“A pessimist is one who makes difficulties of his opportunities and an optimist in one who makes opportunities of his difficulties.”
Harry S. Truman
Recently, I had the pleasure of facilitating a day-long workshop for UTSA’s research division. While their work is often very different from our work in Student Affairs, we share some common challenges. One of these challenges is finding our way through the paradox of delivering efficient and effective service to people with many ideas and needs while following rules that range from Federal law to Regents’ Rules to internal policies. It’s a truly difficult task. We need to say, ‘no’, with respect. We have to enforce rules that don’t make sense to us, let alone to the people we’re trying to explain them to.
We may not have the authority to make exceptions. When we do have such authority, it’s hard to know when to make the exception and what factors to use when deciding. Even the “simplest” job is challenging in environments like these.
As a result, we are often paralyzed. It can be easier just to say ‘no’, to think that the rules make it impossible to be innovative, to get frustrated with the process and each other. But, it is possible to be successful in the environment. We can choose to see the “Rules” as constraint or as boundaries within which we can be creative. We can choose to say a flat ‘no’ and be the brick wall. Conversely, we can choose to enter into a partnership with the requestor to understand what they want to accomplish. Then perhaps we can move from that flat ‘no’ to ‘we can’t do it this way, but maybe we can do it another way.’ Once we understand what they want to accomplish, we have a better chance of finding a way to be creative within the rules.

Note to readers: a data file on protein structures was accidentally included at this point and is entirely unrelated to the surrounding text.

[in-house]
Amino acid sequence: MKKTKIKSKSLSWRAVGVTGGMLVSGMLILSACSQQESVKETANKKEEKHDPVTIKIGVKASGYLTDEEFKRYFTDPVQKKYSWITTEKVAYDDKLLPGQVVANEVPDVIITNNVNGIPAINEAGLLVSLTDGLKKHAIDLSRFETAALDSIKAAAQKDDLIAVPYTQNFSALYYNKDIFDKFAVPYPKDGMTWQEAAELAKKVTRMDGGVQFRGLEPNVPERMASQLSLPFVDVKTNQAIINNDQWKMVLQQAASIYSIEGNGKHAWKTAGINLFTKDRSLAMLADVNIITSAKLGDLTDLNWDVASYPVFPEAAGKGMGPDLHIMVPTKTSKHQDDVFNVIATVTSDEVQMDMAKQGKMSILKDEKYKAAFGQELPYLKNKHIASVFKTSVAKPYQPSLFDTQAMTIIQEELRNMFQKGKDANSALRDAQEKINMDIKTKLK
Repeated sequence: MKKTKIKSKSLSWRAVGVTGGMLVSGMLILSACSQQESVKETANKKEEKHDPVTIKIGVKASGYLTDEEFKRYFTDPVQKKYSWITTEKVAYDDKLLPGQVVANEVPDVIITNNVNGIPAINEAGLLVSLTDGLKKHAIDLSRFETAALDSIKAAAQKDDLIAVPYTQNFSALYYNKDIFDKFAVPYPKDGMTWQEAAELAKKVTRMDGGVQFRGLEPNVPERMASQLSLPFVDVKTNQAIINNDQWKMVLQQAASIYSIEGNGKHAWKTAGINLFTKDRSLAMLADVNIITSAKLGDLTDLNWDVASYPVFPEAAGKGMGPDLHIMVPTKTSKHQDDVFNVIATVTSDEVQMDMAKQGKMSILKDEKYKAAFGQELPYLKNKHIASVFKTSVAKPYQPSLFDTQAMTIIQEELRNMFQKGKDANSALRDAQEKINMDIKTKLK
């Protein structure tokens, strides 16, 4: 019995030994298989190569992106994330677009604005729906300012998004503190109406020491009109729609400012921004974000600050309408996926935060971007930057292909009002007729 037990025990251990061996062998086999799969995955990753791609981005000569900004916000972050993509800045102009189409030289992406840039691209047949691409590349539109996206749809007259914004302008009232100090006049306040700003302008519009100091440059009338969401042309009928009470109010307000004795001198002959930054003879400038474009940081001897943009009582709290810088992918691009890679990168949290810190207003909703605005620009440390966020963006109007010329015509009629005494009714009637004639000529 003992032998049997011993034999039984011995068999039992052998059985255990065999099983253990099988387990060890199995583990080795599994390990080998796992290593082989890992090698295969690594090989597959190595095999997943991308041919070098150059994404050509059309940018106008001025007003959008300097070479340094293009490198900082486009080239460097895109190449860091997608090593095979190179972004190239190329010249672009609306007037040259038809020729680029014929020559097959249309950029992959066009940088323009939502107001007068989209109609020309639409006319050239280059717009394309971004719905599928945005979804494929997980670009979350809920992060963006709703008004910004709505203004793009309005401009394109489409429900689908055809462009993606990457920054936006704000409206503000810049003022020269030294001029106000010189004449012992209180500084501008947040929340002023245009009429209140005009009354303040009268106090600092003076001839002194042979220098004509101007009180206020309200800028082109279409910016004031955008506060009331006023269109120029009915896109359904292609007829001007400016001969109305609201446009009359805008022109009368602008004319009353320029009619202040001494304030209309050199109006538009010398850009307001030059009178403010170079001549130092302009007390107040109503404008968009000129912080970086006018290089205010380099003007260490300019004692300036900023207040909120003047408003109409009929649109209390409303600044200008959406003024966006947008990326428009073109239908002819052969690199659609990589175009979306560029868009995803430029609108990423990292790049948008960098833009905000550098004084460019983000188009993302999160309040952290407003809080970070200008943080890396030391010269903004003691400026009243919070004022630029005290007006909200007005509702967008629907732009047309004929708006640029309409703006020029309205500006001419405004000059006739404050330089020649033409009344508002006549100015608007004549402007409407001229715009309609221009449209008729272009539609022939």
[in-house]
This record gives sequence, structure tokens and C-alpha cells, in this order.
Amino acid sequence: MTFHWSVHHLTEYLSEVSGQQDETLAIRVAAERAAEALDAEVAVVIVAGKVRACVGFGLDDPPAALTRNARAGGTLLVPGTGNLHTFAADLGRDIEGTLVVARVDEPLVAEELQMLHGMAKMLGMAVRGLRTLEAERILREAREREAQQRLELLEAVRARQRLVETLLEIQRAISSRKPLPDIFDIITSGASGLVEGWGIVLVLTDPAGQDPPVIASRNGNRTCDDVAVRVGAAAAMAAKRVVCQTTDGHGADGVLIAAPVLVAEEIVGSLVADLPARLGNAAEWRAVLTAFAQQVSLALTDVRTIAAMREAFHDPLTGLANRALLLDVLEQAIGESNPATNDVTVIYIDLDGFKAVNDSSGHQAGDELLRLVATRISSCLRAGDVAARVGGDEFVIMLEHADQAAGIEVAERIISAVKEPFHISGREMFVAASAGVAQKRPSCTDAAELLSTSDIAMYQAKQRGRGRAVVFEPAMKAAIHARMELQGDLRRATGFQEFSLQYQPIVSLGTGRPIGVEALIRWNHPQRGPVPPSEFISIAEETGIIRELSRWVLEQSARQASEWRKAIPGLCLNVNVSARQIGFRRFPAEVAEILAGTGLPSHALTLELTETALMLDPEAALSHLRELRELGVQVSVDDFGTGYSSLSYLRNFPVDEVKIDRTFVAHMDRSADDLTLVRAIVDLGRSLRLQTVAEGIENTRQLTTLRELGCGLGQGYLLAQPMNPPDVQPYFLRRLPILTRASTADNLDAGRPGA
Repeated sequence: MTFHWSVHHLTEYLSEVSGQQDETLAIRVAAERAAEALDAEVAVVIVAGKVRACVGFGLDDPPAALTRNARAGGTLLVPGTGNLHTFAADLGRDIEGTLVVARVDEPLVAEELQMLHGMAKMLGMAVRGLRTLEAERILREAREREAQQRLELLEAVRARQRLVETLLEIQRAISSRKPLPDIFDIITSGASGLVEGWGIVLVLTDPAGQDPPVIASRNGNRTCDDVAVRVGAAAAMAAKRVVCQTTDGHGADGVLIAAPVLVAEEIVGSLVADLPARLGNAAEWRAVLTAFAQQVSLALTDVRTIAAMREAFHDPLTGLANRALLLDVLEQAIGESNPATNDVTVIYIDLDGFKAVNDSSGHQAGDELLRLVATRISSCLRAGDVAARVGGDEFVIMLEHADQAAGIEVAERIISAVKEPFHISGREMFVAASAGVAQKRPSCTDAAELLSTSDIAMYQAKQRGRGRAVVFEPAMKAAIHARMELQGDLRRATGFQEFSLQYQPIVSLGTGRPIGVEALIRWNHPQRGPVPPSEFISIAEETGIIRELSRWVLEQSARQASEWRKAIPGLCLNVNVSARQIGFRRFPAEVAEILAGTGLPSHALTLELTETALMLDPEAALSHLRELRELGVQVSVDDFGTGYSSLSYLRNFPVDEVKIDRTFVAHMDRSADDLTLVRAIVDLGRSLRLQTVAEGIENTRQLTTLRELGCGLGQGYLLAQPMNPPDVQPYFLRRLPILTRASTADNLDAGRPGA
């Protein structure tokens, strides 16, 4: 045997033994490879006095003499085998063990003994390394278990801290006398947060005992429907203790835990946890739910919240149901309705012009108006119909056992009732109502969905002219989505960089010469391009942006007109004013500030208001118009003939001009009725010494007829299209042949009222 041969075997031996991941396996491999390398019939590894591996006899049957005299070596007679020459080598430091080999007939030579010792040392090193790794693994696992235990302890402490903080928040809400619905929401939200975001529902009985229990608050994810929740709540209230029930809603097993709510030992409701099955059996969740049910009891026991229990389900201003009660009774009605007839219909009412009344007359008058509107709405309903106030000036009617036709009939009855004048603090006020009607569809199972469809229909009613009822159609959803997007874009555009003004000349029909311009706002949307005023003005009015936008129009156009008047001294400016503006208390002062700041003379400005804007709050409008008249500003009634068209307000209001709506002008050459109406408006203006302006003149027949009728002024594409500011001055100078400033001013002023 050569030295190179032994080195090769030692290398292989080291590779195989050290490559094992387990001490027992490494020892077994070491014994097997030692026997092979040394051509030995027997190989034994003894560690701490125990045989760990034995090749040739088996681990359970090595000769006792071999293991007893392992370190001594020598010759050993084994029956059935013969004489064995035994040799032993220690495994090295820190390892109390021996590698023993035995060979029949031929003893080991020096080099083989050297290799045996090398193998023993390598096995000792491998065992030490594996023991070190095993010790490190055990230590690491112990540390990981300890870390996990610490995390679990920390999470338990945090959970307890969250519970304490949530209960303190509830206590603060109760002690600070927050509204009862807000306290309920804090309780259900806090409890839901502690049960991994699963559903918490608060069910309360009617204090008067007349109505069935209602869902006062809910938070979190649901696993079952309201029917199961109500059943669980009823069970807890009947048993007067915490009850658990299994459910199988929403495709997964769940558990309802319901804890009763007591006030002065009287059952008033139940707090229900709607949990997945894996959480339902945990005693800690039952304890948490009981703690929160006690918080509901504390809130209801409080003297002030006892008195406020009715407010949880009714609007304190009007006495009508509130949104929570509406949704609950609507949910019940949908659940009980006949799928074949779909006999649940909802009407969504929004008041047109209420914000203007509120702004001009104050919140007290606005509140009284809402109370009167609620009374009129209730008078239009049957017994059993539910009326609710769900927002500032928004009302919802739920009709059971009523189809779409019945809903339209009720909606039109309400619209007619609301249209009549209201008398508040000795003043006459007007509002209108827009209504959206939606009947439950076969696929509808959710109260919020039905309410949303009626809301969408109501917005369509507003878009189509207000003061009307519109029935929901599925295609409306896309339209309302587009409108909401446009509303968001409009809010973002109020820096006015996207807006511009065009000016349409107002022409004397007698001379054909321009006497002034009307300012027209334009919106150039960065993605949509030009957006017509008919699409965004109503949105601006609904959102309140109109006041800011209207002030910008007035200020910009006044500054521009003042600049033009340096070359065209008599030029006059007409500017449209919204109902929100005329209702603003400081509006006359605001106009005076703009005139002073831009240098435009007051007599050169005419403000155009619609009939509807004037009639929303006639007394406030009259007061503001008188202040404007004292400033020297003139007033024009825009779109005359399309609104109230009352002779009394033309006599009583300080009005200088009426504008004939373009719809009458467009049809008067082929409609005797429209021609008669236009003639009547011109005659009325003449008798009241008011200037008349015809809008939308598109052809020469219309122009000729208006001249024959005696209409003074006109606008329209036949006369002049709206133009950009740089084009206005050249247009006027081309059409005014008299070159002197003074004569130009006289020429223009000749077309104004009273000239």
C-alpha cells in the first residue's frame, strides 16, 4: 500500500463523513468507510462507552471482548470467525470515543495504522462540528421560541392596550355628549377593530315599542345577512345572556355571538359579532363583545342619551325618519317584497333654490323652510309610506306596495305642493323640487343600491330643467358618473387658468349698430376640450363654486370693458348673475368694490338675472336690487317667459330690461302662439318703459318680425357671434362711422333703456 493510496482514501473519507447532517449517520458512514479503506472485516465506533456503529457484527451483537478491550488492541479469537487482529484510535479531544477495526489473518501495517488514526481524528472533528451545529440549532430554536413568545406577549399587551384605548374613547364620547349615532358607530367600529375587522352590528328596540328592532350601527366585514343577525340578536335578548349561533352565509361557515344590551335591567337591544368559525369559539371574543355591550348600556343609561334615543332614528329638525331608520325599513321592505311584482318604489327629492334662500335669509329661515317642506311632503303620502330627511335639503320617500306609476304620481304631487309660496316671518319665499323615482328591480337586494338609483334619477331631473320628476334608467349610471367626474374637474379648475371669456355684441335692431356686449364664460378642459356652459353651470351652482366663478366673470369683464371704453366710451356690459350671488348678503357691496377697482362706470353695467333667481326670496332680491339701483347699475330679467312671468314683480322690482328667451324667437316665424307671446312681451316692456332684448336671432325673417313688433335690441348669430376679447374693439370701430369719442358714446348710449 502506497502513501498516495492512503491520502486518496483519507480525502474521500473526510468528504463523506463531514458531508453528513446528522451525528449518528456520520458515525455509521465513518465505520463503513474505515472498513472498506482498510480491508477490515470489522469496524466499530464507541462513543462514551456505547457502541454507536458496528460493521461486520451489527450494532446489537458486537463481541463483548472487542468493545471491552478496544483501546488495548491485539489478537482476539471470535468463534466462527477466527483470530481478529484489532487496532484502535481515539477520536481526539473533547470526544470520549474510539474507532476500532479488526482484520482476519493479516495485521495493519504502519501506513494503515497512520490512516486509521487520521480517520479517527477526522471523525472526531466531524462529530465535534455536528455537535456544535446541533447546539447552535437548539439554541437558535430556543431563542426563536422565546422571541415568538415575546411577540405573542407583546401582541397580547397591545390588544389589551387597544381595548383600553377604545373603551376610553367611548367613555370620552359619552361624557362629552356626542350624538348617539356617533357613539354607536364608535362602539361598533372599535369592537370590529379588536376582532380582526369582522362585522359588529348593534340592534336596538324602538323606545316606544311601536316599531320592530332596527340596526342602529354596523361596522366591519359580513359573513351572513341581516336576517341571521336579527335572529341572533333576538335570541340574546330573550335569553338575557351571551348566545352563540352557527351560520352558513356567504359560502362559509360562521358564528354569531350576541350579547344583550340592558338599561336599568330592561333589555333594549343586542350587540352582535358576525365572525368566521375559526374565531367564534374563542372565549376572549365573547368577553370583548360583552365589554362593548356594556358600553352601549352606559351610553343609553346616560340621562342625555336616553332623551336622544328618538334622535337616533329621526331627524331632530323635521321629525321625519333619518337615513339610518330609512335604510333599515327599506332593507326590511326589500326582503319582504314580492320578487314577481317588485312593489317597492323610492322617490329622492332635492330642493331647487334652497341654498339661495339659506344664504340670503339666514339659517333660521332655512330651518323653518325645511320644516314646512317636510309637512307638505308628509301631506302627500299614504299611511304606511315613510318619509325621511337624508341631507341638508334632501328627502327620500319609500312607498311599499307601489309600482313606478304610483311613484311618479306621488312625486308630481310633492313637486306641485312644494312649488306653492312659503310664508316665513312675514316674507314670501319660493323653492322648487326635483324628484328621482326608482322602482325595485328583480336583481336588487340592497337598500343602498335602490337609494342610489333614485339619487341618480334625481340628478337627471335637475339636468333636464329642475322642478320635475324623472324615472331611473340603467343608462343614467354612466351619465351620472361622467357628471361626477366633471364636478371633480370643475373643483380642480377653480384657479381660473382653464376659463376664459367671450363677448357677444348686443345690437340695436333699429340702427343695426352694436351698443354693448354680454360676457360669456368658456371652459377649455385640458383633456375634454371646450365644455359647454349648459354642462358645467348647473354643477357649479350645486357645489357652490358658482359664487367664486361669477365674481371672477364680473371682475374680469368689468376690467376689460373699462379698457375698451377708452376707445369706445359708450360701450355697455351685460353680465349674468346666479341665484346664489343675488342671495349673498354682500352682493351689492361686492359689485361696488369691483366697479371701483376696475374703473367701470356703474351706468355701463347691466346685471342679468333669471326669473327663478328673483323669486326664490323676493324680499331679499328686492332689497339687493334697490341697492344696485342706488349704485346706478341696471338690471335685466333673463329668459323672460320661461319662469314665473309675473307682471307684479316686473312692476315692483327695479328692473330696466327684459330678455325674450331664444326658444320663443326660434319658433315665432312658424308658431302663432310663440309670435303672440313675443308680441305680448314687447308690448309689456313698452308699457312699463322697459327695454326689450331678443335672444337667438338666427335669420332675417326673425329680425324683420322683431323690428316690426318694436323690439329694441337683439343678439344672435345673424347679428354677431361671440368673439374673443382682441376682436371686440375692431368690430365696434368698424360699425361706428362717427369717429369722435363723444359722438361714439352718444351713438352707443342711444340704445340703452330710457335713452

This is important because it seems to me that the job of administrators who are educators is to open doors and create opportunities. That means we look for ways to help others be successful. Sometimes, where we can, we make that exception. Sometimes we take a calculated, educated risk. And yes, sometimes we say ‘no’. But, let’s not make it our first option.
I was reminded of the benefits of this today when I received an e-mail from a new UTSA graduate. It’s too long a story to share, and I want to protect the student’s confidentiality, but I had to make an exception for this student to even re-enroll at UTSA. I made the exception although a couple of people thought I shouldn’t. It was a risk, but several staff members worked with me to mitigate the risk and support the student. Our new graduate is now married, gainfully employed, and ecstatic about being a Roadrunner.
That’s our challenge every day—how do we follow the rules in ways that create possibilities? I know we all have success stories (and some lessons learned). Most of us have stories that include someone taking a chance on us. I hope you will find time after you read this to remember such a story and share it with someone else.
Sharing our stories helps us all in finding opportunities among the difficulties.